If you’ve ever wondered what it would feel like, and I mean really feel like, to be under the thumb of a highly skilled professional blackmailer, then read Never Have I Ever and you’ll find out. In a story that made me squirm from the get-go, Joshilyn Jackson puts her protagonist in the crosshairs of a blackmailer who believes she is an agent of fate, an avenging angel anointed by destiny to extract payment and penance from those with hidden sins in their past. Is there anything more chilling than a psychologically astute predator who can predict your actions and reactions, who understands how the fan-dance of revelation and threat can induce heart-pounding panic and paralyzing dread, who believes her own actions are justified and compelled by the moral infrastructure of the universe? Is there anything more riveting than an intricate battle of wits between a good person with everything to lose and an evil person who plays the game as if she has nothing to lose? With her exquisitely crafted characters and her razor-sharp insights into human nature, Joshilyn Jackson kept me anxious and afraid, right down to the quivering tips of my sympathetic nerves, all the way to the very end.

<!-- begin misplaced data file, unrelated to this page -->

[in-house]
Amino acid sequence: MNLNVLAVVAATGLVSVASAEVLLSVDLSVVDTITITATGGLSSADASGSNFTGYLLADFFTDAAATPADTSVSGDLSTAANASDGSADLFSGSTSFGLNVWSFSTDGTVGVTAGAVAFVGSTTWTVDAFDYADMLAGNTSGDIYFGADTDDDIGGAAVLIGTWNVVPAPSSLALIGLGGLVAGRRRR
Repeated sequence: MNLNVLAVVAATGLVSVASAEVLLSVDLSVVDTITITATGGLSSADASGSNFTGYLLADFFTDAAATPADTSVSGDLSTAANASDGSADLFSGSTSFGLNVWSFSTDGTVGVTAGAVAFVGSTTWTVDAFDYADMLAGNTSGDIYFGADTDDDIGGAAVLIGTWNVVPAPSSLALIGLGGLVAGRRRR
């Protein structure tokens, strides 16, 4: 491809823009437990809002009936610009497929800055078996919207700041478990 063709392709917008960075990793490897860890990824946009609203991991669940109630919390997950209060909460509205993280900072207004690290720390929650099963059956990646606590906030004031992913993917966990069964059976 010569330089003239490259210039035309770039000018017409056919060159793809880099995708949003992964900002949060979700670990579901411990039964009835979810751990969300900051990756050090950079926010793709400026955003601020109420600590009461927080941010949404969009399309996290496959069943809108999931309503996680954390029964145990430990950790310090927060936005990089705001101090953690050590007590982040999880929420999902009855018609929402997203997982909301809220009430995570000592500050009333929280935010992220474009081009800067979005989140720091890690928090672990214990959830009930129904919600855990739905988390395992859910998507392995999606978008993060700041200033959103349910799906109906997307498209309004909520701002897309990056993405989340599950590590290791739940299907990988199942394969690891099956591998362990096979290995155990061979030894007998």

Winner: Brian Panowich, Like Lions
Like Lions is a powerful book that offers the reader an unflinching, sometimes heartbreaking, look into the workings of an insular culture as it takes its first unsteady steps away from its bred-in-the-bone traditions of lawlessness, corruption, and epic violence. Through the eyes of Clayton Burroughs, sheriff of a rural county in the Georgia mountains and heir apparent to a merciless crime family, we get a front-row seat to the winner-take-all conflict between those with a vested interest in maintaining the dark status quo and the courageous people willing to endure any danger on their way to a brighter future. Change is never easy, and there’s nothing like the prospect of sweeping change to bring out the best and worst in people, to expose secret lives and unexpected alliances, to force moral compromise onto the shoulders of the most principled of leaders, and to give those with a brave heart and a strong will the chance to model physical and emotional courage for the people they love. In Like Lions, Brian Panowich gives us a wrenching, but ultimately hopeful, and very intimate picture of the internal and external battles that are always stirred up by the winds of change.